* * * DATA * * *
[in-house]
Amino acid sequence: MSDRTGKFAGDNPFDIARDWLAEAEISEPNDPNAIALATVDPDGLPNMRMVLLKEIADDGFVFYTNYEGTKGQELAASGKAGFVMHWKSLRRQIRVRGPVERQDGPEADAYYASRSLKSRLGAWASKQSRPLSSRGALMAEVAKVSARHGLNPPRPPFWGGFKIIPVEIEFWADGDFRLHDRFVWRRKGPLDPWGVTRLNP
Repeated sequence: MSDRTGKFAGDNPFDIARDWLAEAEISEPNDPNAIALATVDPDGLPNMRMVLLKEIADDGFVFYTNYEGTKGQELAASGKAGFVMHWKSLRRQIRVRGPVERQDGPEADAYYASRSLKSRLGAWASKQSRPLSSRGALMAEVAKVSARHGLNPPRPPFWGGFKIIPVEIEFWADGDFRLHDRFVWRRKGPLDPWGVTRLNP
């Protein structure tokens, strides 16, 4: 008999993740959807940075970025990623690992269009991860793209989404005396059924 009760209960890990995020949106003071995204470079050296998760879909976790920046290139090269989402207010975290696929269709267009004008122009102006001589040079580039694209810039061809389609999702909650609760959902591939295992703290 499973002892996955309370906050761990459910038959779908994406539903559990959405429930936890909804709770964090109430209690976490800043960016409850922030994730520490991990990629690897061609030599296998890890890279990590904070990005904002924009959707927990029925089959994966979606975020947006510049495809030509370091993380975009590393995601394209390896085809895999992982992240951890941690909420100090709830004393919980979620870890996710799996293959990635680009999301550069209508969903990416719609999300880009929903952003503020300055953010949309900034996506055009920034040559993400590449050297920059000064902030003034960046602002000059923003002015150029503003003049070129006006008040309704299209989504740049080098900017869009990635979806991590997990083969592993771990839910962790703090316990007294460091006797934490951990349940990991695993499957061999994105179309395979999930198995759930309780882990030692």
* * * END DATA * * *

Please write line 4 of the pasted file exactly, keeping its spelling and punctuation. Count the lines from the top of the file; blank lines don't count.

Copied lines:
């Protein structure tokens, strides 16, 4: 008999993740959807940075970025990623690992269009991860793209989404005396059924 009760209960890990995020949106003071995204470079050296998760879909976790920046290139090269989402207010975290696929269709267009004008122009102006001589040079580039694209810039061809389609999702909650609760959902591939295992703290 499973002892996955309370906050761990459910038959779908994406539903559990959405429930936890909804709770964090109430209690976490800043960016409850922030994730520490991990990629690897061609030599296998890890890279990590904070990005904002924009959707927990029925089959994966979606975020947006510049495809030509370091993380975009590393995601394209390896085809895999992982992240951890941690909420100090709830004393919980979620870890996710799996293959990635680009999301550069209508969903990416719609999300880009929903952003503020300055953010949309900034996506055009920034040559993400590449050297920059000064902030003034960046602002000059923003002015150029503003003049070129006006008040309704299209989504740049080098900017869009990635979806991590997990083969592993771990839910962790703090316990007294460091006797934490951990349940990991695993499957061999994105179309395979999930198995759930309780882990030692």